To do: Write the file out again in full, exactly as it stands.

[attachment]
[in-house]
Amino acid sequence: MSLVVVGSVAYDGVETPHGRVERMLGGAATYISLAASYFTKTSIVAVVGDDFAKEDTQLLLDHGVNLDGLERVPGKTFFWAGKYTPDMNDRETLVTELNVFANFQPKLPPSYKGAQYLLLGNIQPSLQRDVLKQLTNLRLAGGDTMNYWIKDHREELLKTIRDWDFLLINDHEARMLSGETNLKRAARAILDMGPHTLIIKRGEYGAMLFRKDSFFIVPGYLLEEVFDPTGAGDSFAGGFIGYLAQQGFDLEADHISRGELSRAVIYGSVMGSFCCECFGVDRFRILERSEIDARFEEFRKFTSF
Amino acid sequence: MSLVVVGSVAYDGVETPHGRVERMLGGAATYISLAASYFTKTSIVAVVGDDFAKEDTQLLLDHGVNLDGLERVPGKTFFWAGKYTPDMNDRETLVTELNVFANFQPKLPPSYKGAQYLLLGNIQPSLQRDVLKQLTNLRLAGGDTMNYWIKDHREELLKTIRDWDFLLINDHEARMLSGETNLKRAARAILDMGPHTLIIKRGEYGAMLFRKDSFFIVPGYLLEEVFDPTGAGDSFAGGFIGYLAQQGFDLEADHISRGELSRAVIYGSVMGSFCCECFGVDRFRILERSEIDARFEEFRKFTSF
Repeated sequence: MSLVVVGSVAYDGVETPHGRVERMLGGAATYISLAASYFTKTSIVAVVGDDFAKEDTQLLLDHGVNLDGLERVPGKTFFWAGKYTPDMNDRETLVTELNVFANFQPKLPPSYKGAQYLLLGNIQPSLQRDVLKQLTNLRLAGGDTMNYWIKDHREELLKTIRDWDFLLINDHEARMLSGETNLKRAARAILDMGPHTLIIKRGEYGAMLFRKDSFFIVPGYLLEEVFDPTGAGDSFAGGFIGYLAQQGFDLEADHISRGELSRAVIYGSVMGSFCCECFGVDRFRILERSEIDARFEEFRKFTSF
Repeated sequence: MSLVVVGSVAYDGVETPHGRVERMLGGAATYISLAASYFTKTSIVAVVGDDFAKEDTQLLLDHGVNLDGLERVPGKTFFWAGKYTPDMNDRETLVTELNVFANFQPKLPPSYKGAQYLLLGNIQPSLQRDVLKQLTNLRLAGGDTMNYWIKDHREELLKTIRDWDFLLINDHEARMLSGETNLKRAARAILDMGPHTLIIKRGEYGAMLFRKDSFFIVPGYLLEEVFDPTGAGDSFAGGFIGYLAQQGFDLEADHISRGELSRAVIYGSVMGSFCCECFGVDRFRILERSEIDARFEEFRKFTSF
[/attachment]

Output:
[in-house]
Amino acid sequence: MSLVVVGSVAYDGVETPHGRVERMLGGAATYISLAASYFTKTSIVAVVGDDFAKEDTQLLLDHGVNLDGLERVPGKTFFWAGKYTPDMNDRETLVTELNVFANFQPKLPPSYKGAQYLLLGNIQPSLQRDVLKQLTNLRLAGGDTMNYWIKDHREELLKTIRDWDFLLINDHEARMLSGETNLKRAARAILDMGPHTLIIKRGEYGAMLFRKDSFFIVPGYLLEEVFDPTGAGDSFAGGFIGYLAQQGFDLEADHISRGELSRAVIYGSVMGSFCCECFGVDRFRILERSEIDARFEEFRKFTSF
Amino acid sequence: MSLVVVGSVAYDGVETPHGRVERMLGGAATYISLAASYFTKTSIVAVVGDDFAKEDTQLLLDHGVNLDGLERVPGKTFFWAGKYTPDMNDRETLVTELNVFANFQPKLPPSYKGAQYLLLGNIQPSLQRDVLKQLTNLRLAGGDTMNYWIKDHREELLKTIRDWDFLLINDHEARMLSGETNLKRAARAILDMGPHTLIIKRGEYGAMLFRKDSFFIVPGYLLEEVFDPTGAGDSFAGGFIGYLAQQGFDLEADHISRGELSRAVIYGSVMGSFCCECFGVDRFRILERSEIDARFEEFRKFTSF
Repeated sequence: MSLVVVGSVAYDGVETPHGRVERMLGGAATYISLAASYFTKTSIVAVVGDDFAKEDTQLLLDHGVNLDGLERVPGKTFFWAGKYTPDMNDRETLVTELNVFANFQPKLPPSYKGAQYLLLGNIQPSLQRDVLKQLTNLRLAGGDTMNYWIKDHREELLKTIRDWDFLLINDHEARMLSGETNLKRAARAILDMGPHTLIIKRGEYGAMLFRKDSFFIVPGYLLEEVFDPTGAGDSFAGGFIGYLAQQGFDLEADHISRGELSRAVIYGSVMGSFCCECFGVDRFRILERSEIDARFEEFRKFTSF
Repeated sequence: MSLVVVGSVAYDGVETPHGRVERMLGGAATYISLAASYFTKTSIVAVVGDDFAKEDTQLLLDHGVNLDGLERVPGKTFFWAGKYTPDMNDRETLVTELNVFANFQPKLPPSYKGAQYLLLGNIQPSLQRDVLKQLTNLRLAGGDTMNYWIKDHREELLKTIRDWDFLLINDHEARMLSGETNLKRAARAILDMGPHTLIIKRGEYGAMLFRKDSFFIVPGYLLEEVFDPTGAGDSFAGGFIGYLAQQGFDLEADHISRGELSRAVIYGSVMGSFCCECFGVDRFRILERSEIDARFEEFRKFTSF